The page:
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Aloo Gobi will Make your Mouth Happy
Cauliflower is one of the in-vogue vegetables right now. It seems like you can't start up a browser without seeing cauliflower used as some kind of stand-in for simple carbs: a rice substitute, a bread ingredient or even the base of a pizza crust. It's not tough to understand why people are trying to find ways to stay away from nutritionally questionable carb choices while substituting something healthier. For cauliflower in particular, I recently became aware of an article offering a substantial summary of research into the nutritional benefits of cauliflower (with references) compiled by Helen Nichols from well-beingsecrets.com. I can't say it any better than she has (nor am I qualified to!) so if you'd like to dig a little deeper into what's in your cauliflower, by all means check out Helen's article.
As tempting as cauliflower-based starch replacements for pizza crust and rice are, you can never go wrong with the classics. And aloo gobi is definitely one classic cauliflower dish. The magic is in the spice—a perfect blend of spicy, tangy and salty. It's a popular North Indian accompaniment and a delicious way to get your cauliflower.
Of course, I wouldn't even know of aloo gobi's existence if it weren't for Toronto's fantastic Indian restaurants with their wide array of vegetarian offerings. Like most other dishes I fall in love with at a restaurant, I found a bit of a learning curve when I tried to make it at home. This aloo gobi instructional video from Manjula's Kitchen was an excellent starting point, but I had trouble with it, particularly with getting all the potatoes cooked all the way through. (I also made the mistake of doubling the recipe to make more—this is one of those dishes that's best cooked in small batches because you want as much of the food in contact with the hot pan as possible.) I think you'll see similarities with Manjula's recipe, but having made it a dozen times or so, I've made changes that make it more satisfying for me.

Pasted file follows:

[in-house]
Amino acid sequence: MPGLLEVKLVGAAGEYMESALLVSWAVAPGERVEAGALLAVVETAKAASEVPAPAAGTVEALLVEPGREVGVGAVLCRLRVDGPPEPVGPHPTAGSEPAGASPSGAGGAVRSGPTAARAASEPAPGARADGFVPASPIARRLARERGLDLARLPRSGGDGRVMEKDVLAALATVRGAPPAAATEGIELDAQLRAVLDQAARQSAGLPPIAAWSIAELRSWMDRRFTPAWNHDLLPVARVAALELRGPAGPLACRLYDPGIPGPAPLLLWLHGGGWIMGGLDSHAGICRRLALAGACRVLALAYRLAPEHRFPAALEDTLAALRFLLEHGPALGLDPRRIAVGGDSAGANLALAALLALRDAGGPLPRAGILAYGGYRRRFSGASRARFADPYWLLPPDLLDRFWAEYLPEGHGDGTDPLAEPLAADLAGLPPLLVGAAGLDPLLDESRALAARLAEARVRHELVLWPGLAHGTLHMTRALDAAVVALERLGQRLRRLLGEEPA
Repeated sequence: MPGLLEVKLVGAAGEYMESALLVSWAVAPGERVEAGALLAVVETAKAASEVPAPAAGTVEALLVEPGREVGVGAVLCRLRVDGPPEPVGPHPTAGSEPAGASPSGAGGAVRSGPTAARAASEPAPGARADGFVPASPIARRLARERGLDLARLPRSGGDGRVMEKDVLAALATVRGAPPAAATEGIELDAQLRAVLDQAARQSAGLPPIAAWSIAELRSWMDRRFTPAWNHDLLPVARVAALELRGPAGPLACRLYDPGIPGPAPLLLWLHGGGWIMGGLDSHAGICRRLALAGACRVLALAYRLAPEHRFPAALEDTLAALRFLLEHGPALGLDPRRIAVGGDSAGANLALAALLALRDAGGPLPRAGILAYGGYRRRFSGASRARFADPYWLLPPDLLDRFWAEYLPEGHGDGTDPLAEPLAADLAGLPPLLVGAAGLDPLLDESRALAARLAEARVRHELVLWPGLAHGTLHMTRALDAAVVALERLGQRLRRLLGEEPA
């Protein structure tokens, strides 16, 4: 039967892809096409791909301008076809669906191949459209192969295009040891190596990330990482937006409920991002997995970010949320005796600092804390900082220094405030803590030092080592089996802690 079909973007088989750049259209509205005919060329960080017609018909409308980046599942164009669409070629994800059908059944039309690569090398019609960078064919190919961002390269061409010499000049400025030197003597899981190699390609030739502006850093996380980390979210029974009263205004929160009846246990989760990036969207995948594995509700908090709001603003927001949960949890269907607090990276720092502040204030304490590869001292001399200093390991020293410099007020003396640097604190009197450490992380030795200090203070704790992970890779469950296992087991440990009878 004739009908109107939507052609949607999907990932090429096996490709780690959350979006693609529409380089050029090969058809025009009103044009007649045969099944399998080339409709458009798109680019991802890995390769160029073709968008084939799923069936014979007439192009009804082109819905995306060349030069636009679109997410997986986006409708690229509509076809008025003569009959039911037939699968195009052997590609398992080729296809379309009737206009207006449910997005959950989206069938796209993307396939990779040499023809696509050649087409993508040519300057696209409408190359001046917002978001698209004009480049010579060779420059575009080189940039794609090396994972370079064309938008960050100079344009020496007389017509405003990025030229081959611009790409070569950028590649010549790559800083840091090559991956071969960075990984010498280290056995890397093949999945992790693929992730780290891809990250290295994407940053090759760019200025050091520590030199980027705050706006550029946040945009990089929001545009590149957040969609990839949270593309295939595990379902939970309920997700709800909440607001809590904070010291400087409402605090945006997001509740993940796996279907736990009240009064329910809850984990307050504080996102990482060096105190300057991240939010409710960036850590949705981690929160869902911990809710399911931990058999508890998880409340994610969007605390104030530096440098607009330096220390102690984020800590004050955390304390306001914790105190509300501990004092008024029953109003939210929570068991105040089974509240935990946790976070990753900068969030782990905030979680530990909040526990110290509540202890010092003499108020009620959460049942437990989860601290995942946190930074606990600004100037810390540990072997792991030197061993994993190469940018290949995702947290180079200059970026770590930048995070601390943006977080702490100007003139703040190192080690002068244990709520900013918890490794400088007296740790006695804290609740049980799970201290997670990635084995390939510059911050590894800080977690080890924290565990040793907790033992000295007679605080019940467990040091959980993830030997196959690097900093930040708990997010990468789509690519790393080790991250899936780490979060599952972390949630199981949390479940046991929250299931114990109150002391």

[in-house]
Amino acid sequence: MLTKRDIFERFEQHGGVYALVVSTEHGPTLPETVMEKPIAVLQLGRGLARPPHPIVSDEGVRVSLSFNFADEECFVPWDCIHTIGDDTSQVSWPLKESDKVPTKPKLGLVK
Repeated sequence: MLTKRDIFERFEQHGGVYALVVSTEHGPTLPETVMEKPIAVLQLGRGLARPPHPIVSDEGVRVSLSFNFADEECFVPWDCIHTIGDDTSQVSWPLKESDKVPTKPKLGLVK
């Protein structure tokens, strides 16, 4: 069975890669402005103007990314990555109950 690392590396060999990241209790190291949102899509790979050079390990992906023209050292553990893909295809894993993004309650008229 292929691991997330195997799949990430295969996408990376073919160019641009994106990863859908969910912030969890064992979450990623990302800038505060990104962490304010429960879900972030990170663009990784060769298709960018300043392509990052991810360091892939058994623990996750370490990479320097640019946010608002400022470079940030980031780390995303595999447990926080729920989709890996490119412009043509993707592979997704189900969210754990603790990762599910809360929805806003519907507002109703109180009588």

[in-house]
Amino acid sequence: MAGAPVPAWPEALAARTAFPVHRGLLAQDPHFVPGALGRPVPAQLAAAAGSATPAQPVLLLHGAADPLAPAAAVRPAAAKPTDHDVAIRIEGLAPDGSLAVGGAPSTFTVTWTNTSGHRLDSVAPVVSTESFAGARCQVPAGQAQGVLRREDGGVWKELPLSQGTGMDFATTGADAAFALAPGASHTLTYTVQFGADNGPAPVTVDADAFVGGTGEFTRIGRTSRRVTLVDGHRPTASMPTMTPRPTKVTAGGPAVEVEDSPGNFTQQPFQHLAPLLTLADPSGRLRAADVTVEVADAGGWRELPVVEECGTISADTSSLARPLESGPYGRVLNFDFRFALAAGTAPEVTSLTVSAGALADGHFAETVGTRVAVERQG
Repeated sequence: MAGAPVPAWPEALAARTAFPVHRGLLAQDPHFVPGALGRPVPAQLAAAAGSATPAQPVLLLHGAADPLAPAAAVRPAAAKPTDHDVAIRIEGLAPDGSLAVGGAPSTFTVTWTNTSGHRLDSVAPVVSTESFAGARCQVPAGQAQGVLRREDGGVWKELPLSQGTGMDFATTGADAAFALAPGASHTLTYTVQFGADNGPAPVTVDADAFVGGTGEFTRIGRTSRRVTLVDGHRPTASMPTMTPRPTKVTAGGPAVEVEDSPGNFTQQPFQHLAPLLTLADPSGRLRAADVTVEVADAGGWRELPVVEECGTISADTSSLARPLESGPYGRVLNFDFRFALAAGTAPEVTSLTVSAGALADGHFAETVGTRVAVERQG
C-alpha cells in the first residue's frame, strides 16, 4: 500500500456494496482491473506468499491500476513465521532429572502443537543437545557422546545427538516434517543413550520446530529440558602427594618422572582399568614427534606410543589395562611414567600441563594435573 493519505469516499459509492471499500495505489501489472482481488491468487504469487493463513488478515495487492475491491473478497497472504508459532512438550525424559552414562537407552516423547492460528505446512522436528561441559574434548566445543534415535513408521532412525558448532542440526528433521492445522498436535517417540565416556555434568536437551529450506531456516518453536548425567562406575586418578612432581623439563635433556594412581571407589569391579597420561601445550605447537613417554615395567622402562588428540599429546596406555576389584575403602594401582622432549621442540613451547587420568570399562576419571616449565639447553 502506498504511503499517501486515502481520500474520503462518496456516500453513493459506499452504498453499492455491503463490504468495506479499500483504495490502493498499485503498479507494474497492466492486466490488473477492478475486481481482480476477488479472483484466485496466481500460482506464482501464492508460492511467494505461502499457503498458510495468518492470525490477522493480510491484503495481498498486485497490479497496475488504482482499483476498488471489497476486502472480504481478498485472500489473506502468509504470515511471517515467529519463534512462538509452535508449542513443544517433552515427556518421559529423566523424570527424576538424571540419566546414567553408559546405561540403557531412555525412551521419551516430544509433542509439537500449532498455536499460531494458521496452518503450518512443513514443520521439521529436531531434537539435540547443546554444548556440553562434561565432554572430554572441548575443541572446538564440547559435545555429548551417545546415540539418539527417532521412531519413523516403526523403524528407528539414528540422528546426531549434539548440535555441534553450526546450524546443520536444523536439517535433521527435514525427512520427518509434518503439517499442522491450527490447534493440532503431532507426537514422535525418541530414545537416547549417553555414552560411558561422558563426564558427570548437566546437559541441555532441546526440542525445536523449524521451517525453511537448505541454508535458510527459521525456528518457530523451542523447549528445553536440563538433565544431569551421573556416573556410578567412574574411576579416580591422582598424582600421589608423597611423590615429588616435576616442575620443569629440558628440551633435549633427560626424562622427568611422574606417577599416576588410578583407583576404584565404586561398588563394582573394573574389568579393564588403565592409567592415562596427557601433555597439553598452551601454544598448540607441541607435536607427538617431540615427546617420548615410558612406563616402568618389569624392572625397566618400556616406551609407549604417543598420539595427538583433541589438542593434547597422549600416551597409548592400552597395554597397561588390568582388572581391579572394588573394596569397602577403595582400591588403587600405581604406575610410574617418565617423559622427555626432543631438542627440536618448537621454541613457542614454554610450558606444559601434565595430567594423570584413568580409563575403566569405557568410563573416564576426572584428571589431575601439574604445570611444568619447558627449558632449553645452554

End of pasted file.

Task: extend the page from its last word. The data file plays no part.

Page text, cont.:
Given the exotic flavours, it's a little surprising that it doesn't use many exotic ingredients. The only one that may be a little bit hard to find is dry mango powder, known as amchoor. It's a basic staple at Indian grocery stores, but if you can't find any, I've seen some aloo gobi recipes substitute a little lemon juice instead. The dish really benefits from the balance provided by some kind of citrusy ingredient.
2 medium-sized white potatoes, unpeeled and quartered
2 cups of cauliflower in largish florets (cut the really big ones in half)
2 tsp fresh ginger
1 Tbl coriander powder
1/4 tsp cayenne pepper
1/4 tsp turmeric
1/4 cup canola oil
1/2 tsp cumin seeds
2-3 bay leaves, depending on size
1 tsp salt
2 green chilies, seeded and cut into thin slices, 1/2" long
1 tsp amchoor powder (dry mango powder)
cilantro leaves for garnish (optional)
After quartering the potatoes, place them in a large pot of salted water and bring it to a boil. Reduce heat to medium, cover and let cook for 20 minutes. Drain the potatoes, let them return to room temperature, and then refrigerate them for several hours (overnight is fine).
Peel about 1" of ginger (enough for about 2 tsp chopped). If you have a mortar and pestle, slice the ginger into small pieces and then pound the pieces to a pulp with a little bit of salt. If you don't have a mortar and petstle, grate the ginger using a very small grater to get roughly the same pulpy consistency. Add the ginger along with the coriander powder, cayenne pepper and turmeric to a small bowl.
Add 3 Tbl of water and mix well into a paste.
In a large pan with a lid, heat the oil over medium-high heat.
When the oil is hot enough, add the cumin seeds. They should immediately start to sizzle. Add the bay leaves and mix.
Carefully add the spice paste mixture to the pan. (It may splatter when it comes in contact with the hot oil.)
Mix well so the oil takes on the colour of the spices.
Add the cauliflower and the salt to the pan and mix well again.
Put the lid on the pan, reduce heat to medium and let cook for 5 minutes.
Add 1/4 cup water, stir, cover again and let cook for another 5 minutes.
Slice the potatoes 1/4" thick and small enough to be bite-sized. Add the potatoes to the pan and mix well, cover and let cook for another 10 minutes, stirring after 5.
Add the amchoor powder to the pan, along with the green chili slices.
Stir well and let fry uncovered until all of the water has evaporated, but not long enough that the potatoes start to lose their shape. Stir every couple of minutes.
Add the cilantro garnish if using, and remove from heat. Remove the bay leaves and discard.
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Posted: Monday, May 18, 2015